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  • Of course, the NHS is not all free at the point of delivery. We pay when we attend a dentist or an optician, for example. We accept having to pay for check-ups, and paying extra for additional services.
    At present, GP practices cannot charge their own patients for any treatment provided. Enabling practices to charge for some extra services - think weekend and evening appointments, minor surgery, acupuncture - would be an incentive to introduce additional services and promote patient choice

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  • There was similar reservations re: dentists - yet they managed it and there hasn't been a collapse of care for vulnerable groups. Can any one recall a negative story about dentists in the last 5 years? or some report stating how uk dental care compares to the rest of the planet? No, neither can I.

    Time to leave the contract.

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  • Yes - and that's why we get dental problems coming through to primary care from time to time. I often decline to treat this but still, it shows the dynamics between money and access.

    I think Germany had a trial a few years ago of introducing 10EUR surcharge for primary care appointments. I understand it didn't curve the demand and increased demand else where in the system so it has now stopped.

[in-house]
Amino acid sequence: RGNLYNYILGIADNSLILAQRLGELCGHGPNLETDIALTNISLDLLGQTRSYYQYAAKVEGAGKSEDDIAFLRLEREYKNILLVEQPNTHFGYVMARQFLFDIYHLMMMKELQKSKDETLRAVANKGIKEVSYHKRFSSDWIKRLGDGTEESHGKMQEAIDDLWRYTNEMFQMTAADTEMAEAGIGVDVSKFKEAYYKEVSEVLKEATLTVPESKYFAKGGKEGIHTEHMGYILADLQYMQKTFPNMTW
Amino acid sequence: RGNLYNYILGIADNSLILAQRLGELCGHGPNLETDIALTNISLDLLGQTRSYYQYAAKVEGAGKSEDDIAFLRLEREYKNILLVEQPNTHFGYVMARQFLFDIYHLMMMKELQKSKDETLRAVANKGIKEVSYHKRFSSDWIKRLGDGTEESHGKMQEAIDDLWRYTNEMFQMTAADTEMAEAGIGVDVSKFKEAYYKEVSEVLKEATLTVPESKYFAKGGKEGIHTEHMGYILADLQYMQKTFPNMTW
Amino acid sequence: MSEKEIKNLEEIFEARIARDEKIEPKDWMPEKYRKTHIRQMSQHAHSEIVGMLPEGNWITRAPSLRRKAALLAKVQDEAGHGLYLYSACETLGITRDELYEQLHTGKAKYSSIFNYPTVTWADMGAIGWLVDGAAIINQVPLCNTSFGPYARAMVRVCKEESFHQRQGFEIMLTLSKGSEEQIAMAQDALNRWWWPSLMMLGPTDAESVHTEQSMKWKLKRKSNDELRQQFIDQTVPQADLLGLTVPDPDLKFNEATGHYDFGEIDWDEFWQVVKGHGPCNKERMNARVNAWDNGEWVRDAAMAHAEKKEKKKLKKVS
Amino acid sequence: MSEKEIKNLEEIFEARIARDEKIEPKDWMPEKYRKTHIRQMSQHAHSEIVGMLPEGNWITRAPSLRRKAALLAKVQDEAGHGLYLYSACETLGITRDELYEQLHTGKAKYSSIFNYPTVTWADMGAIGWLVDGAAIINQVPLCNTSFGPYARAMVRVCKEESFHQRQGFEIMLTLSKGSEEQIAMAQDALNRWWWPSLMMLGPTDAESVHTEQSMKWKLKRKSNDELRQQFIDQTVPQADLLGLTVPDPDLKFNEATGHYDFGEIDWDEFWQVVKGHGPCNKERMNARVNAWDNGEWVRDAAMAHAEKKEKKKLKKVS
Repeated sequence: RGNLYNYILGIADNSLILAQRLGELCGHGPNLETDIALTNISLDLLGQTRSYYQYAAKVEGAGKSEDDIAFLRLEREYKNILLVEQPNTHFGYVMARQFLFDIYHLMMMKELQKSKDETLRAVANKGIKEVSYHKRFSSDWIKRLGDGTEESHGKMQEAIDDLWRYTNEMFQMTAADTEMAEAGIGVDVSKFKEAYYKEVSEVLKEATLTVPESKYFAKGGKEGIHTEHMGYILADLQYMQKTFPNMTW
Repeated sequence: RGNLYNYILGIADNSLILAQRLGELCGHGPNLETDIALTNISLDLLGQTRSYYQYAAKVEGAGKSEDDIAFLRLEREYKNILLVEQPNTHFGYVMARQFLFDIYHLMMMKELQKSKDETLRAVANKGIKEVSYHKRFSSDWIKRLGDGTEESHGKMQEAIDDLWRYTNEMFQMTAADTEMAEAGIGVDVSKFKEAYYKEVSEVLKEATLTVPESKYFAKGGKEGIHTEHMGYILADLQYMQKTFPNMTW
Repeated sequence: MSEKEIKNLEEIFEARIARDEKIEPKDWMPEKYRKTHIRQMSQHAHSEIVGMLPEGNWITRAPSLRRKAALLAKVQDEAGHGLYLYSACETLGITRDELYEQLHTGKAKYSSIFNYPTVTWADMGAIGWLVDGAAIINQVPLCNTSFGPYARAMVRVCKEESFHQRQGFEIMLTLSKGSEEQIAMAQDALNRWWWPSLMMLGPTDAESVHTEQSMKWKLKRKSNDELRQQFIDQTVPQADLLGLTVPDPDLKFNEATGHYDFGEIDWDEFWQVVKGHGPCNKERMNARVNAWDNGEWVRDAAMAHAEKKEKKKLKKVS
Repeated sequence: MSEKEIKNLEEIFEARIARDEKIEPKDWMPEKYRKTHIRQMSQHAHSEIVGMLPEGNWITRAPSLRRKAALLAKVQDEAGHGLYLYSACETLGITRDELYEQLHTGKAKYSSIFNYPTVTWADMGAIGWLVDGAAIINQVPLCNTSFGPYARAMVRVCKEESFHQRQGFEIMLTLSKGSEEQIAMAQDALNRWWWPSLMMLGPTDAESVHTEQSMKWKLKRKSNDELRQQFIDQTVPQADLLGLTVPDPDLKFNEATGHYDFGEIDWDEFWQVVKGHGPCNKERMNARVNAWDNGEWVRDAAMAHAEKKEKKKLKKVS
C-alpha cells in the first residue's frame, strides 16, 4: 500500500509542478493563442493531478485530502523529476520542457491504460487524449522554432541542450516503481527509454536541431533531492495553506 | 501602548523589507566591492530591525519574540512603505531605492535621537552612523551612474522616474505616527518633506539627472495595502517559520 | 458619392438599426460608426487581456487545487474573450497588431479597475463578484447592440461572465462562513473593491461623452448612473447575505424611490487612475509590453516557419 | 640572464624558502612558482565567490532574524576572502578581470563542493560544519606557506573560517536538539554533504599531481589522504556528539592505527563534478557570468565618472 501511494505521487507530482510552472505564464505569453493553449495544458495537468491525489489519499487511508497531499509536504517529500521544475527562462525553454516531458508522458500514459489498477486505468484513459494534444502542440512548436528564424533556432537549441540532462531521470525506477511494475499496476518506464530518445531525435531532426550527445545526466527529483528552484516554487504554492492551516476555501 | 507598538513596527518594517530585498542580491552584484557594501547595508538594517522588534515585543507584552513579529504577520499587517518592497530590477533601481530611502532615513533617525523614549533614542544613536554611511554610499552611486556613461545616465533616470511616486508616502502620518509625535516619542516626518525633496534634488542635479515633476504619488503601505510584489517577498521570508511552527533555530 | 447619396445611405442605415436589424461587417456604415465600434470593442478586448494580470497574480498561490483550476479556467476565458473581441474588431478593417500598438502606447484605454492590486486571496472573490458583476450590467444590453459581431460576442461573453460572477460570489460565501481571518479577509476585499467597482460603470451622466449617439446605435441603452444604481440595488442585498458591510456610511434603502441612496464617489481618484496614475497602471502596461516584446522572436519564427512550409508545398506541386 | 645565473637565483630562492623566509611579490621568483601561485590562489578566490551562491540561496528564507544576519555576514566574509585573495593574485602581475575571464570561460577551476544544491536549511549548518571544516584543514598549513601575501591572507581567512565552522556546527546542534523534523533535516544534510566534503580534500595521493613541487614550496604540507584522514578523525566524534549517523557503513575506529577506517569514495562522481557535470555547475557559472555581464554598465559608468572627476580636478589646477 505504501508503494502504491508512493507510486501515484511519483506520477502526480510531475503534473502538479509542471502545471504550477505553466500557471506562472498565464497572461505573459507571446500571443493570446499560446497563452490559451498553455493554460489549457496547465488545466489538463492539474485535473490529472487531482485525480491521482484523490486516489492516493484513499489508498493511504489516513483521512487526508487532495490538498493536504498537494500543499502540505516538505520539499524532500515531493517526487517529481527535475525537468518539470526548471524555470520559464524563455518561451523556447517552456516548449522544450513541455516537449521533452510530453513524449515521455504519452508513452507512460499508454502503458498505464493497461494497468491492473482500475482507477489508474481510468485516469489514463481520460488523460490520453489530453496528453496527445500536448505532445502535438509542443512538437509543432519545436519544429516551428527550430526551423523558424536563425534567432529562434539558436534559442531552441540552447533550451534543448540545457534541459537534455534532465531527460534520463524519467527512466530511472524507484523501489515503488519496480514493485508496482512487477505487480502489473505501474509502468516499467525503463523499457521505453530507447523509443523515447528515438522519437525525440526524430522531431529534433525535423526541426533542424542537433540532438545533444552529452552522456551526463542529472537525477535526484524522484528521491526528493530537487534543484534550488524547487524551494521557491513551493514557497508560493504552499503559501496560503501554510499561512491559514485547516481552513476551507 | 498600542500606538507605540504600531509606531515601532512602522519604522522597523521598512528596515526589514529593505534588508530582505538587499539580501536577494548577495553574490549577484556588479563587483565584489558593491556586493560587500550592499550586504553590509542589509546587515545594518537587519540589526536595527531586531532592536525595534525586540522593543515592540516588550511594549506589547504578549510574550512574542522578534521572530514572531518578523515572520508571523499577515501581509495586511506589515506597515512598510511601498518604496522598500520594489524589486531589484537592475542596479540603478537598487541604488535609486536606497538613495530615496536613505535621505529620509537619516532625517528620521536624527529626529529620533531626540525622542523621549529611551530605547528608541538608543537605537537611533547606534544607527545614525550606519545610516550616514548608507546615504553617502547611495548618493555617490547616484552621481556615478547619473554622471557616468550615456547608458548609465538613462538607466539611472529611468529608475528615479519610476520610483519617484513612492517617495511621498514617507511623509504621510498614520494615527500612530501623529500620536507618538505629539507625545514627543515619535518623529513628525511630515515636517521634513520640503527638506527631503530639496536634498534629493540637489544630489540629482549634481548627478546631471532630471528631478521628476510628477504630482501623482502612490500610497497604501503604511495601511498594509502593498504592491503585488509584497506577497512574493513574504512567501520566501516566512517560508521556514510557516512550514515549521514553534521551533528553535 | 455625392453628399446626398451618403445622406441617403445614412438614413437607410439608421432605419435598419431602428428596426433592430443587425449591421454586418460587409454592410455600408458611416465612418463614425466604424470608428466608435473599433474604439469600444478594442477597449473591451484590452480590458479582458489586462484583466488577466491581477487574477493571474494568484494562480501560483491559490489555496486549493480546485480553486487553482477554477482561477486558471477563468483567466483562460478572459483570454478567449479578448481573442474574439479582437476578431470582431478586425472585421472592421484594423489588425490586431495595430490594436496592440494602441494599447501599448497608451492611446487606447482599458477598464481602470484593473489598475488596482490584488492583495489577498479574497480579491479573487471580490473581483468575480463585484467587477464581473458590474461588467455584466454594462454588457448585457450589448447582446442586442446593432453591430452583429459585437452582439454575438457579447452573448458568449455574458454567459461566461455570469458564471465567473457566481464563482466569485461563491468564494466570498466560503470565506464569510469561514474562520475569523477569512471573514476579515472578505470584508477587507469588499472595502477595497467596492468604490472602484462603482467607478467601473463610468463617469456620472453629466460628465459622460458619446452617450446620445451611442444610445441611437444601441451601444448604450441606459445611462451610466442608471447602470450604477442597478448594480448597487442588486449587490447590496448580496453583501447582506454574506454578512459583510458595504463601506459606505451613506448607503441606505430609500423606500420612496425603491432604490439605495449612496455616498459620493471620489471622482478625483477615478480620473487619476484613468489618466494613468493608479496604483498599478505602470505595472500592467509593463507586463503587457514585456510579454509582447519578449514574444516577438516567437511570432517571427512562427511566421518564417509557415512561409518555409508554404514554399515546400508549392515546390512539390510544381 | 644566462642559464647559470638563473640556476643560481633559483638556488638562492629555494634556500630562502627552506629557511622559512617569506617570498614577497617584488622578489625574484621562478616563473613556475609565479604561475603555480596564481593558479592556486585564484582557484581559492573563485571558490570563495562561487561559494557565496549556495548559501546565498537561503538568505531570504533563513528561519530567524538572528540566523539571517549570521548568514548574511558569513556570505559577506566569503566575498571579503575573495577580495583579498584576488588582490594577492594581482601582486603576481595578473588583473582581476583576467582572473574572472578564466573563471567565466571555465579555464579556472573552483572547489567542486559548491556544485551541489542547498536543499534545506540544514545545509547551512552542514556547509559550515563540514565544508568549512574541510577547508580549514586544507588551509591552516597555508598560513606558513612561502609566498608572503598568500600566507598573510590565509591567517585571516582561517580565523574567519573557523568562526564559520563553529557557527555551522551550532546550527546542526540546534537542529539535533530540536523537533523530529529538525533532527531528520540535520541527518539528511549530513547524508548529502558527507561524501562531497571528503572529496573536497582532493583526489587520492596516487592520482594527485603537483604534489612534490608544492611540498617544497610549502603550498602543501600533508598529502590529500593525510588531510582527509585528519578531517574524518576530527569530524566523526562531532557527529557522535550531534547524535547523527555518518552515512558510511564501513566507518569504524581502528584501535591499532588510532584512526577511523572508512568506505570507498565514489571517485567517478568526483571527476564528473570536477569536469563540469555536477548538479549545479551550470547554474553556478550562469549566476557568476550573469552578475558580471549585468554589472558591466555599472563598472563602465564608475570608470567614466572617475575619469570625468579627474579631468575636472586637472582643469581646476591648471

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  • The cost and infrastructure for money handling, the effect on the doctor patient relationship, patients wanting their money's worth, no thanks
    Charging for home visits- that would be different, especially the Green argument!

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  • The focus should be on how demand can be controlled, especially looking at inappropriate attendances. Tis should be government led, not primary care led as it is a public health issue not each local practice problem.

    The government will only do this if a political or financial pressure is applied. As we know bma is pants at applying political pressure, the only way is to put financial pressure without involving patients.

    I quite agree we should be paid per time spent on appointment (10 min tariff, 15 min tariff etc). That way government will have to cough up the money if they don't address the demand, patients are not charged and we get paid fair amount and able to spend decent time with patients!

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  • problems with the proposed charging system -

    1. the very group of patients who cause high demand will be exempt from charging i.e. it won't curtail demand.
    2. those patients who are already working and paying tax who may only use the service occasionally will be unfairly penalized.
    3. the public will assume that the money will be going into the GPs pocket and resent GPs even more.

    a better method would be

    1. leave the NHS contract
    2. set up independent private practices
    3. only see patients who are part of a health plan (work based, government 'nhs', employer, private) or as an emergency encounter or who are willing to pay directly. The health plan will specify what patients are entitled to i.e. it will not be unlimited.